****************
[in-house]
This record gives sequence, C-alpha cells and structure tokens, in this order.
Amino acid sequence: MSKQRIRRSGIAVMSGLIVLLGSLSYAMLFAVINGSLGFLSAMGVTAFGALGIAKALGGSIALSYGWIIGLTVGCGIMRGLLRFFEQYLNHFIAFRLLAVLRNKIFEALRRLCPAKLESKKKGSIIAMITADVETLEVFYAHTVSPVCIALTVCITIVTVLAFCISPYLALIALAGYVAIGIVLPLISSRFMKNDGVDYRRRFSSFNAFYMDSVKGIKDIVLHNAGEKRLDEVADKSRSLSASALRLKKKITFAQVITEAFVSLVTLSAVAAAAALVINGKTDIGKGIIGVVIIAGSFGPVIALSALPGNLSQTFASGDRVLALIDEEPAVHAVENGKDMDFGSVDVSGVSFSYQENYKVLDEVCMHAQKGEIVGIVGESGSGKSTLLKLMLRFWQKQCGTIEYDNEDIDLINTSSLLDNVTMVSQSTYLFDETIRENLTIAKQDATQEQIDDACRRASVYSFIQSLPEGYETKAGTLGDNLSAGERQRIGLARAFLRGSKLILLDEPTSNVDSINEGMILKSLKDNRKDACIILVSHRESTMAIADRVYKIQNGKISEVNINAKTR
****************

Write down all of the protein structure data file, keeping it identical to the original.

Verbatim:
[in-house]
This record gives sequence, C-alpha cells and structure tokens, in this order.
Amino acid sequence: MSKQRIRRSGIAVMSGLIVLLGSLSYAMLFAVINGSLGFLSAMGVTAFGALGIAKALGGSIALSYGWIIGLTVGCGIMRGLLRFFEQYLNHFIAFRLLAVLRNKIFEALRRLCPAKLESKKKGSIIAMITADVETLEVFYAHTVSPVCIALTVCITIVTVLAFCISPYLALIALAGYVAIGIVLPLISSRFMKNDGVDYRRRFSSFNAFYMDSVKGIKDIVLHNAGEKRLDEVADKSRSLSASALRLKKKITFAQVITEAFVSLVTLSAVAAAAALVINGKTDIGKGIIGVVIIAGSFGPVIALSALPGNLSQTFASGDRVLALIDEEPAVHAVENGKDMDFGSVDVSGVSFSYQENYKVLDEVCMHAQKGEIVGIVGESGSGKSTLLKLMLRFWQKQCGTIEYDNEDIDLINTSSLLDNVTMVSQSTYLFDETIRENLTIAKQDATQEQIDDACRRASVYSFIQSLPEGYETKAGTLGDNLSAGERQRIGLARAFLRGSKLILLDEPTSNVDSINEGMILKSLKDNRKDACIILVSHRESTMAIADRVYKIQNGKISEVNINAKTR